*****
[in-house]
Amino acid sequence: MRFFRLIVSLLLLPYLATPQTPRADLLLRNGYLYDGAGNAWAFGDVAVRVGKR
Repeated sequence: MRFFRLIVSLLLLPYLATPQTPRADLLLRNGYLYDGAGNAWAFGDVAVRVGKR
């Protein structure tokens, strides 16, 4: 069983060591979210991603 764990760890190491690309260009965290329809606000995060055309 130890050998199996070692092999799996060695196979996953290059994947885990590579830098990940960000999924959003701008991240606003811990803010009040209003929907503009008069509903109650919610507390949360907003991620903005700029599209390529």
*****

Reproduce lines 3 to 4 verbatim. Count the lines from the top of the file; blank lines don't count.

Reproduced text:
Repeated sequence: MRFFRLIVSLLLLPYLATPQTPRADLLLRNGYLYDGAGNAWAFGDVAVRVGKR
């Protein structure tokens, strides 16, 4: 069983060591979210991603 764990760890190491690309260009965290329809606000995060055309 130890050998199996070692092999799996060695196979996953290059994947885990590579830098990940960000999924959003701008991240606003811990803010009040209003929907503009008069509903109650919610507390949360907003991620903005700029599209390529």